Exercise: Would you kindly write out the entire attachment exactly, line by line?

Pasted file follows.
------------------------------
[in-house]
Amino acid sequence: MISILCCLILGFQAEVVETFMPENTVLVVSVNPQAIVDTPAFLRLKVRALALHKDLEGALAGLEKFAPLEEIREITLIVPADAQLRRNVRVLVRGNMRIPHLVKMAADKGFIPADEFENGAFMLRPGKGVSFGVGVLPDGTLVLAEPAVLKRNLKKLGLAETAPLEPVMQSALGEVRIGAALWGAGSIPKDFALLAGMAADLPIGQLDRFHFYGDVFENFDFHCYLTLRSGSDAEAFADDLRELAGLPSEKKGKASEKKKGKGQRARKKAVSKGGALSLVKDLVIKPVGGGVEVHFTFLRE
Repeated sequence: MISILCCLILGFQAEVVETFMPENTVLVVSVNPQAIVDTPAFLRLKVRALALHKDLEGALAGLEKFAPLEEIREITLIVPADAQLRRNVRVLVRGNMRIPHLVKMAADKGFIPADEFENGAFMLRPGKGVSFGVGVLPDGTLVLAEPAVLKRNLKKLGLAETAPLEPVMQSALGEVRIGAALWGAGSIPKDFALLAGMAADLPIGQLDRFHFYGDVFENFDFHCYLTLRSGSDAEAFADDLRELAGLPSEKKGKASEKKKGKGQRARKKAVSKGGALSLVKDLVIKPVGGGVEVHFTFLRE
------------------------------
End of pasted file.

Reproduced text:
[in-house]
Amino acid sequence: MISILCCLILGFQAEVVETFMPENTVLVVSVNPQAIVDTPAFLRLKVRALALHKDLEGALAGLEKFAPLEEIREITLIVPADAQLRRNVRVLVRGNMRIPHLVKMAADKGFIPADEFENGAFMLRPGKGVSFGVGVLPDGTLVLAEPAVLKRNLKKLGLAETAPLEPVMQSALGEVRIGAALWGAGSIPKDFALLAGMAADLPIGQLDRFHFYGDVFENFDFHCYLTLRSGSDAEAFADDLRELAGLPSEKKGKASEKKKGKGQRARKKAVSKGGALSLVKDLVIKPVGGGVEVHFTFLRE
Repeated sequence: MISILCCLILGFQAEVVETFMPENTVLVVSVNPQAIVDTPAFLRLKVRALALHKDLEGALAGLEKFAPLEEIREITLIVPADAQLRRNVRVLVRGNMRIPHLVKMAADKGFIPADEFENGAFMLRPGKGVSFGVGVLPDGTLVLAEPAVLKRNLKKLGLAETAPLEPVMQSALGEVRIGAALWGAGSIPKDFALLAGMAADLPIGQLDRFHFYGDVFENFDFHCYLTLRSGSDAEAFADDLRELAGLPSEKKGKASEKKKGKGQRARKKAVSKGGALSLVKDLVIKPVGGGVEVHFTFLRE